But again, the weight saving comes from needing only a single application of epoxy. No sand and fill, sand and fill. ONE and DONE. Time saver extraordinaire.
    Last edited by John of Phoenix; 11-07-2017 at 11:14 AM.
    "Why, sometimes I've believed as many as six impossible things before breakfast." - Alice

  16. #51
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    Mar 2010
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    central cal
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    Default Re: 20 pounds

    Quote Originally Posted by John of Phoenix View Post
    None. It leaves a very, very fine mesh pattern that has the ideal tooth for a coat of paint or varnish.

    It's perfect for epoxy/glass tape fillets because it fills the gap normally left at the edge of the tape. The edge disappears.

    Any amine blush is pulled off with the fabric so there's no scrubbing.
    I typically use heavy plastic sheet for tapes, anymore. It’s easy to see the state of the matrix through the plastic, easy to squeegee through the plastic, and it leaves a very smooth surface, including a buried selvage. Admittedly not as “toothy” as a peel ply finish, but the same basic end result.

    Peace,
    Robert

    P.S. Also great for spot patching of glass. Lay the patch on the plastic, wet it out, apply plastic and cloth to hull, squeegee it all flat and smooth, and go have a milkshake.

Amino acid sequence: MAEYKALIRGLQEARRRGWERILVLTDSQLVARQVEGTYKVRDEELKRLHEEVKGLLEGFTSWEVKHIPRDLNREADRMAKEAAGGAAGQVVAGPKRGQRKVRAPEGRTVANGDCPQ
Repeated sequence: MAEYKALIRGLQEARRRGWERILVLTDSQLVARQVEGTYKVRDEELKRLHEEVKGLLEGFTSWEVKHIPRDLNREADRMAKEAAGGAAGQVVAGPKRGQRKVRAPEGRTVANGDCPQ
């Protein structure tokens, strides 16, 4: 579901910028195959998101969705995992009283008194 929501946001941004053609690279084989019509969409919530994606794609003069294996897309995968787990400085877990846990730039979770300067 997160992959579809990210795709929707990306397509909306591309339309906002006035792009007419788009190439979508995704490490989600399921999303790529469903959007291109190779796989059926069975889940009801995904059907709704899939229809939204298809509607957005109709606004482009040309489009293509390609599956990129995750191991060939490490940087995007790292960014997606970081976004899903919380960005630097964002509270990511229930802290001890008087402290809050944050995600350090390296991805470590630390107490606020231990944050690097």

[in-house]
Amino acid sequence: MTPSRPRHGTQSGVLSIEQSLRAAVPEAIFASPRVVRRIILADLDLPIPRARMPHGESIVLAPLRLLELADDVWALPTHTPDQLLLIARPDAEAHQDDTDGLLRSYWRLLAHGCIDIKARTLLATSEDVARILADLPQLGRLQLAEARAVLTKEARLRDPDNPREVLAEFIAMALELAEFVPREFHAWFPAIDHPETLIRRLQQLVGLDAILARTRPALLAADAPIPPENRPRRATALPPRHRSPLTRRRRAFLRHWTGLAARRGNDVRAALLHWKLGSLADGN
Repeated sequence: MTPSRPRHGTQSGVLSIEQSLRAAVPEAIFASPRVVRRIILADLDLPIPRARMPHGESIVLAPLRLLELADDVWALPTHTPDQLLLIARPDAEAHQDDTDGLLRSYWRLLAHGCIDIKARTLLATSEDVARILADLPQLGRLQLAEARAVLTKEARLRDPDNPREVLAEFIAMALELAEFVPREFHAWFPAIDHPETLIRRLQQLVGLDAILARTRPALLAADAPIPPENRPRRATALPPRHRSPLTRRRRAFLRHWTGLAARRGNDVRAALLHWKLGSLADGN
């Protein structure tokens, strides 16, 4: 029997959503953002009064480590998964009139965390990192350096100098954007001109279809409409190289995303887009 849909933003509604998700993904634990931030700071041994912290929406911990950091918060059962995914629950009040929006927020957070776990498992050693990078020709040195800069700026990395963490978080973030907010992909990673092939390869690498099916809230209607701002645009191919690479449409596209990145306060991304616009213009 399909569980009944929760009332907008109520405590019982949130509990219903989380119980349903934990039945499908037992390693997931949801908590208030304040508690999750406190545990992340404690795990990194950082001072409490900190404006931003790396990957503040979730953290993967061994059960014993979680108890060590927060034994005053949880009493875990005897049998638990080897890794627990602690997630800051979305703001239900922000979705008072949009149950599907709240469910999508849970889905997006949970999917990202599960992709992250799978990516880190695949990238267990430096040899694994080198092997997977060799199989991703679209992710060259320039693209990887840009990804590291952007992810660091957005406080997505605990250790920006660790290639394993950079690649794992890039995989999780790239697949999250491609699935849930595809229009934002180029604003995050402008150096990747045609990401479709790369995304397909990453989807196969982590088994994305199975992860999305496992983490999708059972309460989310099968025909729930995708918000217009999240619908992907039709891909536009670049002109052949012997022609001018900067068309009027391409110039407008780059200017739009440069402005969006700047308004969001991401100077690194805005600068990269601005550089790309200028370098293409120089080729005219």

It’s how I glassed the nearly vertical “house” sides of my dumb boat. Small pieces of glass, I mean.

  17. #52
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    Oct 2003
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    Hell
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    Default Re: 20 pounds

    "my milkshake brings all the boys to the hood. . ."
    Simpler is better, except when complicated looks really cool.

  18. #53
    Join Date
    Mar 2010
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    central cal
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    Default Re: 20 pounds

    Quote Originally Posted by Paul Pless View Post
    "my milkshake brings all the boys to the hood. . ."
    And they’re like, it’s better than yours...

    Peace,
    Kelis